Article / Updated 10-26-2017

Traders sometimes need strategies for getting out of an option. After you buy an option, you have to decide how you want to opt out of that position. You can choose one of the following three alternatives: Offset the option. Continue holding the option. Exercise the option. Offsetting the option You offset an option by liquidating your option position, usually in the same marketplace that you bought the option. If you want to get out of an option before its expiration date, you can try to sell it for whatever price you can get. Doing so either enables you to take your profits or reduces your potential loss by the amount you receive for the option. As long as you bought your option in an active market, other investors usually are willing to pay for the rights your option conveys. The key, of course, is how much they’re willing to pay. Your net profit or loss for this option is determined by the difference between what you originally pay in premiums, commissions, and other transaction costs minus the premium you receive when you liquidate the option after deducting commissions and other transaction costs. Holding the option If your option is not yet in the money but you still believe it may get there, you can continue to hold the option until the exercise date. If you’re right, you can exercise the option before the expiration date or liquidate at a later date, which means to buy or sell the option before the expiration date at some time in the future. If you’re wrong, you risk the possibility that you won’t find a buyer or that you’ll have to let the option expire and take a loss that is equal to the amount of the premium, commission, and transaction costs you paid. Some traders take an even riskier position by buying options that are deeply out of the money for just pennies a share. Even if these options never grow any nearer to being in the money, as long as they move in the right direction, the premiums will rise. Although this strategy isn’t recommended , you can make profits as long as you’re able to sell the option before its expiration date. Options decline in value as they get closer to their expiration dates, so if you think you’ve made a mistake and the market moves against your position, bite the bullet as soon as possible and try to liquidate your option to minimize your losses. Exercising the option You can exercise an option any time prior to its expiration date, as long as you’re trading in American‐style options. You don’t have to wait until the exercise date to exercise an American‐style option. (Some option contracts sold in the United States are European‐style, which can be exercised only on the expiration date.) Exercising an option means Buying the underlying asset when you own a call Selling the underlying asset when you own a put In general, call options are exercised only when the trader plans to hold the underlying asset, and put options are exercised only when the trader owns the underlying asset and wants to sell it. Option traders are more likely to realize any gains or losses by closing their option positions rather than exercising them.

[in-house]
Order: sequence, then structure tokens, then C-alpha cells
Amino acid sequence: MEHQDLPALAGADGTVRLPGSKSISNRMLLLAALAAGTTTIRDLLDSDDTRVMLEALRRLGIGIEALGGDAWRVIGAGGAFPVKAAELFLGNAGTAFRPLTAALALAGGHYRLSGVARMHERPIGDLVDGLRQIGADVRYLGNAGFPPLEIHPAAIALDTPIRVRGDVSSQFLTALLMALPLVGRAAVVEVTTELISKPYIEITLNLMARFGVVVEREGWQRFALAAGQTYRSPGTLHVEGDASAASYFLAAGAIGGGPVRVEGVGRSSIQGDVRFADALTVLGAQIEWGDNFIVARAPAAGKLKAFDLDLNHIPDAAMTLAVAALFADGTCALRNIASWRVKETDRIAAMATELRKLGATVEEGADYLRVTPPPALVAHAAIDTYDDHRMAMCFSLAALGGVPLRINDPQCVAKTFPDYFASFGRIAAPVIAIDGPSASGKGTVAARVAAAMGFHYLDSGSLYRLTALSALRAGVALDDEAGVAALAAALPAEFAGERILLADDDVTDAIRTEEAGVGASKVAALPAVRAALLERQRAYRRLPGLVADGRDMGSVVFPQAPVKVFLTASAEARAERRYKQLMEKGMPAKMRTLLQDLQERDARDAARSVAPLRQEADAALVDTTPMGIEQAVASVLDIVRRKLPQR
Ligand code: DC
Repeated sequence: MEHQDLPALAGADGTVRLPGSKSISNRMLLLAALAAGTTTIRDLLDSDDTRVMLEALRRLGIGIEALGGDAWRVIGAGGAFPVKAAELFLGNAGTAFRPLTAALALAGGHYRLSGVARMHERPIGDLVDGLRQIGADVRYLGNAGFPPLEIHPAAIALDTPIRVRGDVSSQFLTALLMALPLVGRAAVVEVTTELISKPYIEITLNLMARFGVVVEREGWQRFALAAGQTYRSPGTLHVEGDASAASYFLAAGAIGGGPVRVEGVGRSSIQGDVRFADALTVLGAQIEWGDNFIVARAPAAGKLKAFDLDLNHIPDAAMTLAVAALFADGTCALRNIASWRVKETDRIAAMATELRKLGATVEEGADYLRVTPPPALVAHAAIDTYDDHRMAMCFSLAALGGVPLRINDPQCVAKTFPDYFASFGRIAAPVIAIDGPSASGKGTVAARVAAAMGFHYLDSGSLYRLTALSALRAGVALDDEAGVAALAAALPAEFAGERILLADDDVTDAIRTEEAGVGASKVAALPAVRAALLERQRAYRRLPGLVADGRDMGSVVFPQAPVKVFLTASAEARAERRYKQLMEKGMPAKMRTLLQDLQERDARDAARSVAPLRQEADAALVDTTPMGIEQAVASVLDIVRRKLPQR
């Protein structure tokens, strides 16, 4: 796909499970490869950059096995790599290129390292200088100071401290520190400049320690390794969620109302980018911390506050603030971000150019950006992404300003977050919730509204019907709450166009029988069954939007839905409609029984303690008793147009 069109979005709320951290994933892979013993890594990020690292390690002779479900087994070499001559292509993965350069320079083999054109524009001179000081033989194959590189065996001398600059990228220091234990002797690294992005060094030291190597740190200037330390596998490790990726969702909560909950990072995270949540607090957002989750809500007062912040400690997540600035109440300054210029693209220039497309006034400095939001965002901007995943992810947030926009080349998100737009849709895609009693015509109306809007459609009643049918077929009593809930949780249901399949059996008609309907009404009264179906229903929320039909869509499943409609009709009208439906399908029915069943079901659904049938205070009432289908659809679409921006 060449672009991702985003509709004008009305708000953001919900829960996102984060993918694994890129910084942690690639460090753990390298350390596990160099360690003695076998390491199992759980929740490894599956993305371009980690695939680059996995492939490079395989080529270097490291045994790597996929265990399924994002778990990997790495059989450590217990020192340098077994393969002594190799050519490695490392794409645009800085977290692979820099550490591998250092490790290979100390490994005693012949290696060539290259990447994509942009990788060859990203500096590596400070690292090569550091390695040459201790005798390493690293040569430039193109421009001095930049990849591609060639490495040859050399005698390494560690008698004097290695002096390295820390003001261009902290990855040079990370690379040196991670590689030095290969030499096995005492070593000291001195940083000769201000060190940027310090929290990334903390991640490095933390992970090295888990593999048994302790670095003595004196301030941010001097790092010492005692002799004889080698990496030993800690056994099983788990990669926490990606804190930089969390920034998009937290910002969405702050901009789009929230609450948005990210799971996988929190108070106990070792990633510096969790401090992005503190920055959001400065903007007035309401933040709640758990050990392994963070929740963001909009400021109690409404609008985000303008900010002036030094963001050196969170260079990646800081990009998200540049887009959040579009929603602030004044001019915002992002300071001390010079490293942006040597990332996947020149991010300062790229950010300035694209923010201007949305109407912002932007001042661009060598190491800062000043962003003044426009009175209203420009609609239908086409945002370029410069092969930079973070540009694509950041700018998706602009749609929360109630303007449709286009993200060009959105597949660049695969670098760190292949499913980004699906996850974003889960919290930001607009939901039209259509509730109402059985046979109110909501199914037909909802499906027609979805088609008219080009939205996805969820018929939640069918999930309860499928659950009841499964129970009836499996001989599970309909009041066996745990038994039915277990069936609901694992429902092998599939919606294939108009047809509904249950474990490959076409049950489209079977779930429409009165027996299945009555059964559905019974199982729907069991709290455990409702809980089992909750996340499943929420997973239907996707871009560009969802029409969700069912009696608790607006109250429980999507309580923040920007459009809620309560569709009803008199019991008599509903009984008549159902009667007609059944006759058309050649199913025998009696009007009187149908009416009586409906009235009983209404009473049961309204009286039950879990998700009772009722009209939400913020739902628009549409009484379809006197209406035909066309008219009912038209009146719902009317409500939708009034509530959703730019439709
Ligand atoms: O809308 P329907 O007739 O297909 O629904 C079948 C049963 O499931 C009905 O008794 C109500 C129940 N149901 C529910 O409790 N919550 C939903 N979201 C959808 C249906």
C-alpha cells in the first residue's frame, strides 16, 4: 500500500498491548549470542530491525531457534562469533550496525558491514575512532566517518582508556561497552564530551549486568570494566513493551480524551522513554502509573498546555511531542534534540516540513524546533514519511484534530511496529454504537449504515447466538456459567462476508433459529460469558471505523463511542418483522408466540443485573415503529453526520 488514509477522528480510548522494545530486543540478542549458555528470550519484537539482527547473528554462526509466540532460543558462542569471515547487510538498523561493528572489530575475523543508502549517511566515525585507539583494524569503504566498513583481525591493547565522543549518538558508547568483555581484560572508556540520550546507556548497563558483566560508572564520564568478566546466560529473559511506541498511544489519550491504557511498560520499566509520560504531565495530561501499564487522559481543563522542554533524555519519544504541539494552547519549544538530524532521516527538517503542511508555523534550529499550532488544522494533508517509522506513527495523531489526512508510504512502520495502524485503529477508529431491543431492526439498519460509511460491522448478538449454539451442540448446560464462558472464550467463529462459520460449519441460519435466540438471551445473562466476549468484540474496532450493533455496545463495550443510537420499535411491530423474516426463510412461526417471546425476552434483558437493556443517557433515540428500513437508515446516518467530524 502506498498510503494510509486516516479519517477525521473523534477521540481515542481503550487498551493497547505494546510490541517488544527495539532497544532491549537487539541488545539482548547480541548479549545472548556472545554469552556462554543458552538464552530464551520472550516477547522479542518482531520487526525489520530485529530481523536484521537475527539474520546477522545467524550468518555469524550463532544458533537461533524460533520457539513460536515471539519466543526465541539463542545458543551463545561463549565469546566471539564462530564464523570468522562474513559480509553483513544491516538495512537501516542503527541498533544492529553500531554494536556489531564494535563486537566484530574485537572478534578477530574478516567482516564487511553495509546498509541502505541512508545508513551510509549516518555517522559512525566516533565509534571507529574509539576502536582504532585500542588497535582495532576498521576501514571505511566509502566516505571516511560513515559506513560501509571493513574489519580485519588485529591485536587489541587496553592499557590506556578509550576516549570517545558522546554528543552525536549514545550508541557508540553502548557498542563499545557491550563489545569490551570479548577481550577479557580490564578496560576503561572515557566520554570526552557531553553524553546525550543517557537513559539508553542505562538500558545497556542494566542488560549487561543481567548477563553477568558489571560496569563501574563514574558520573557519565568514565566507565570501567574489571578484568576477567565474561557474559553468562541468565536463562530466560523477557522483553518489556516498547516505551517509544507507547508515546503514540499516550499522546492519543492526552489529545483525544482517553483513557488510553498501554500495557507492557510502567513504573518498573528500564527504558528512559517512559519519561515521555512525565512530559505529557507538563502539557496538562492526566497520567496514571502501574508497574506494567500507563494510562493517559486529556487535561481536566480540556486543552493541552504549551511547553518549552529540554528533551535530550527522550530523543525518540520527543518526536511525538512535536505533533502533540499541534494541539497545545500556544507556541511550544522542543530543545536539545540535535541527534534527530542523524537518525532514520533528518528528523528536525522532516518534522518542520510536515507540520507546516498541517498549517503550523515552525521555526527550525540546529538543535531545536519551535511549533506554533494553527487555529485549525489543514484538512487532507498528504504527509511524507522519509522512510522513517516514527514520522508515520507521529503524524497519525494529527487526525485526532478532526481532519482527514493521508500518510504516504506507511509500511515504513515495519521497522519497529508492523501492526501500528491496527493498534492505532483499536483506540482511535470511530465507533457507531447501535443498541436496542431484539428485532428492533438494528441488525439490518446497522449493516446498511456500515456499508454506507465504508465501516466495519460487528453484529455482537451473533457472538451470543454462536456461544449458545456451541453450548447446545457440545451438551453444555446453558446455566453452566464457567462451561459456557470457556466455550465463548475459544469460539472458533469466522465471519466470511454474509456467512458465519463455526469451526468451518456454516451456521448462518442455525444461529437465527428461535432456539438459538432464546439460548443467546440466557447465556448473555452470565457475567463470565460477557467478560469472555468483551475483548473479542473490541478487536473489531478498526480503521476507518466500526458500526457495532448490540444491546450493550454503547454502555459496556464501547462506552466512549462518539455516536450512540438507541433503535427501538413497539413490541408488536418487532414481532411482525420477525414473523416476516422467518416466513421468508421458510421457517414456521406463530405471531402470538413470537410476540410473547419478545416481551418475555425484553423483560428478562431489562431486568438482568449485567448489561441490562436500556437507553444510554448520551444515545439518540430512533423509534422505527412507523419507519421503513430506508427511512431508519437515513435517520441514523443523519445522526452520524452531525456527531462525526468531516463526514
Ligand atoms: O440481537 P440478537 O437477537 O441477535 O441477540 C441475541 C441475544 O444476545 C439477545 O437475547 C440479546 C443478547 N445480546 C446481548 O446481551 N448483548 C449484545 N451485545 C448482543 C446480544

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Evaluating Trading Systems for Hire

Article / Updated 10-26-2017

You’ll see advertisements on the Internet, in trade magazines, and in newspapers for foolproof systems that promise amazing returns. Sometimes you’ll even see claims for systems that regularly return hundreds of percent with little or no risk. Although some stocks do actually achieve astronomical returns of hundreds and sometimes thousands of percent, those cases are rare. Consider this: A system that offers profits of 100 percent per year supposedly grows $10,000 into $10 ­million dollars in only ten years. Be skeptical. Experienced traders know that no system consistently returns 100 percent per year. Consider this: If you created such a system, would you sell it? When evaluating these systems, the devil is in the details. Advertisements often are unclear about how a system actually works in real‐world trading, and some vendors make claims based on nothing more than the results of system testing based only on simulated trades and historical data. In fact, the system’s author may never have traded the system using real capital. Constructing a system that shows great profits when simulating trades with historical data is easy. If you designed a trend‐following system and tested it against data during the period 1997–2000, or 2003–2007, you can be fairly certain that the system is going to perform well in simulated testing. But that doesn’t mean you should use it to trade real money. If a system sounds too good to be true, it probably is. So do your own homework. Find out what works and what doesn’t, and save your hard‐earned trading capital for trading.